Monday, August 24, 2009Media Advisory:
SEAPLEX: Scripps Cruise Returns
Seeking the science of the Pacific Ocean Garbage Patch PRESS CONFERENCE
Scripps Institution of Oceanography / University of California, San DiegoMEDIA ADVISORY: PRESS CONFERENCE: AUG. 27
Worldwide media access available via Web and teleconference
WHAT: Let's Talk Trash: Scripps Institution of Oceanography SEAPLEX scientists who recently returned from a 20-day expedition to the "Great Pacific Ocean Garbage Patch" will recount their research expedition and be available for one-on-one interviews. SEAPLEX is the Scripps Environmental Accumulation of Plastic Expedition.
WHO: Scripps Oceanography scientists will provide the first glimpse into their scientific research experiences from the recent journey onboard Scripps research vessel New Horizon into the vast and little-explored North Pacific Ocean Gyre. Speakers will include Miriam Goldstein, chief scientist of the SEAPLEX expedition; Tony Haymet, Scripps director; Doug Woodring, cofounder of Project Kaisei; and other members of the science team.
VISUALS: "Garbage" collected in the gyre by the science team will be on display.
WHEN: Thursday, Aug. 27, 2009
TIME: 11 a.m. (PDT) formal remarks from the SEAPLEX science team.
Opportunities for one-on-one interviews will immediately follow formal
WHERE: Scripps Seaside Forum Auditorium, Scripps Institution of Oceanography
8610 Kennel Way (formerly Discovery Way), La Jolla, Calif.
Directions: I-5 north, exit La Jolla Parkway west, right/north onto La Jolla Shores Drive, left/west onto El Paso Grande; immediate right/north into Scripps parking lot. Look for media parking signs.
BACKGROUND: The North Pacific Ocean Gyre is roughly a thousand miles off California's coast. Just what effects the accumulation of human-produced plastic and other debris has on this ocean area is a subject of current speculation. Scientifically, very little is known about the size of the "garbage patch" and threats to marine life and the gyre's biological environment. From August 2-21, Scripps Institution of Oceanography at UC San Diego, with support from UC Ship Funds, Project Kaisei and the National Science Foundation, dedicated a scientific mission to exploring and analyzing the problem of plastic in the North Pacific Ocean Gyre. The graduate student-led SEAPLEX expedition aboard the Scripps research vessel New Horizon explored the ocean patch from several angles, with research that included surveys of plastic distribution, investigations of floating plastic and assessments of impacts on sea life.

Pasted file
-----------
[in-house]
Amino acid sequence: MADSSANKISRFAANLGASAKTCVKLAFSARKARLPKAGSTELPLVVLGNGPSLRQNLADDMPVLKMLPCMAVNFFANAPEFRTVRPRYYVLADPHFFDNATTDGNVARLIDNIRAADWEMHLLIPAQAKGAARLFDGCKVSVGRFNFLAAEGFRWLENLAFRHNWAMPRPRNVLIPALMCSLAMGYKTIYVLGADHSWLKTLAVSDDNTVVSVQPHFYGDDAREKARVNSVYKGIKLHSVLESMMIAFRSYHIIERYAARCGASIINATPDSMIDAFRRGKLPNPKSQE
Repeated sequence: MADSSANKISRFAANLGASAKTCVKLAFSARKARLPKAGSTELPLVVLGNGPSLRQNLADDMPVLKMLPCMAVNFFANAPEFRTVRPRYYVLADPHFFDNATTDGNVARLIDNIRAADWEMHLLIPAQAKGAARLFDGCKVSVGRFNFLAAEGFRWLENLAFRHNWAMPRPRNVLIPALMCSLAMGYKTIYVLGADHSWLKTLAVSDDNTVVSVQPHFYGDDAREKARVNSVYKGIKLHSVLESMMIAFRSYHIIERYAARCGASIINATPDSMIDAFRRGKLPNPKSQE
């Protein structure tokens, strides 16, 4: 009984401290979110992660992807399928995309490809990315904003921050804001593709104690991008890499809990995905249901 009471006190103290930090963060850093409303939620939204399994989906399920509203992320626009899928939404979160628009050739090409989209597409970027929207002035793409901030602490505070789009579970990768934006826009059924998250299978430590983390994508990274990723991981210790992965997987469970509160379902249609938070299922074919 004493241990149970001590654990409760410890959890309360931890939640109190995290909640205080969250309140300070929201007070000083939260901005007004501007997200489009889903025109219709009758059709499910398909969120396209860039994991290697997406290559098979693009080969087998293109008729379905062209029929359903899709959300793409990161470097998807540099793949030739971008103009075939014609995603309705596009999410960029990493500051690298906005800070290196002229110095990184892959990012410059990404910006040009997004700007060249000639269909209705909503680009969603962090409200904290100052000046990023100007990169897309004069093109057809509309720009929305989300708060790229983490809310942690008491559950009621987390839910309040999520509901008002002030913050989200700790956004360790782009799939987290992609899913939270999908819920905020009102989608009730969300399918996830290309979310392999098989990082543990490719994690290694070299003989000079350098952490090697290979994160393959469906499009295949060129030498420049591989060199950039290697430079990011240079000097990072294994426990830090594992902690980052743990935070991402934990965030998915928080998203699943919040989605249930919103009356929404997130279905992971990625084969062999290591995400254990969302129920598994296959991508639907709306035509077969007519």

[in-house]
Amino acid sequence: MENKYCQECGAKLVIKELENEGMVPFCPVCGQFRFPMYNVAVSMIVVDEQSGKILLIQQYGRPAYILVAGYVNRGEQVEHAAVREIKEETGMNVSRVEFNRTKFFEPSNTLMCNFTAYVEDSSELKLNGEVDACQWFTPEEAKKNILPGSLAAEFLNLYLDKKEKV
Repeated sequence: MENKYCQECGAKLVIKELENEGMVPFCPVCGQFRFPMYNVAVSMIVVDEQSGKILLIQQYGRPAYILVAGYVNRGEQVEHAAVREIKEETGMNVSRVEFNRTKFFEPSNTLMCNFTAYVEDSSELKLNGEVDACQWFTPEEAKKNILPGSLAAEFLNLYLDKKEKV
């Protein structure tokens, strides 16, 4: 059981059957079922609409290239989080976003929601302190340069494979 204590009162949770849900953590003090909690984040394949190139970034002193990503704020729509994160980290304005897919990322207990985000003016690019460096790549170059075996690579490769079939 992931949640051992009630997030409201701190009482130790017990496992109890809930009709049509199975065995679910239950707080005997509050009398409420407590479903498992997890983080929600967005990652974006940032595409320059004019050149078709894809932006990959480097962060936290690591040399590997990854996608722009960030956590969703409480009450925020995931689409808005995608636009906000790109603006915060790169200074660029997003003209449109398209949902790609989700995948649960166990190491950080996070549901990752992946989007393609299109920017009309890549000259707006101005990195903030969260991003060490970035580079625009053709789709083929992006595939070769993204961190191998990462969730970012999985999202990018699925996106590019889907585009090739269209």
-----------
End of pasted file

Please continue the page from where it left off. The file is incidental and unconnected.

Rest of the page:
Daily blogs, still viewable, were posted on the SEAPLEX Web site: http://sio.ucsd.edu/Expeditions/Seaplex/
PHOTOS AND VIDEO: Photos and video from the SEAPLEX expedition will be available the day of the press conference on the Web: http://sio.ucsd.edu/Expeditions/Seaplex/
(Click on Newsroom), and will be available at the event.
LIVE WEB ACCESS/TELECONFERENCE
MEDIA PRE-REGISTRATION AND CONTACTS:
This press conference will be available via live Web video streaming (QuickTime 7 or above required to view video streaming) and teleconference for local, national and international media.
Members of the press are required to pre-register for this press conference to insure adequate access to the science team. Please register at this Web address:
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Note to broadcast and cable producers: University of California, San Diego provides an on-campus satellite uplink facility for live or pre-recorded television interviews. Please phone or e-mail the media contact listed above to arrange an interview.
Scripps Institution of Oceanography, at University of California, San Diego, is one of the oldest, largest and most important centers for global science research and education in the world. The National Research Council has ranked Scripps first in faculty quality among oceanography programs nationwide Now in its second century of discovery, the scientific scope of the institution has grown to include biological, physical, chemical, geological, geophysical and atmospheric studies of the earth as a system. Hundreds of research programs covering a wide range of scientific areas are under way today in 65 countries. The institution has a staff of about 1,300, and annual expenditures of approximately $155 million from federal, state and private sources. Scripps operates one of the largest U.S. academic fleets with four oceanographic research ships and one research platform for worldwide exploration.
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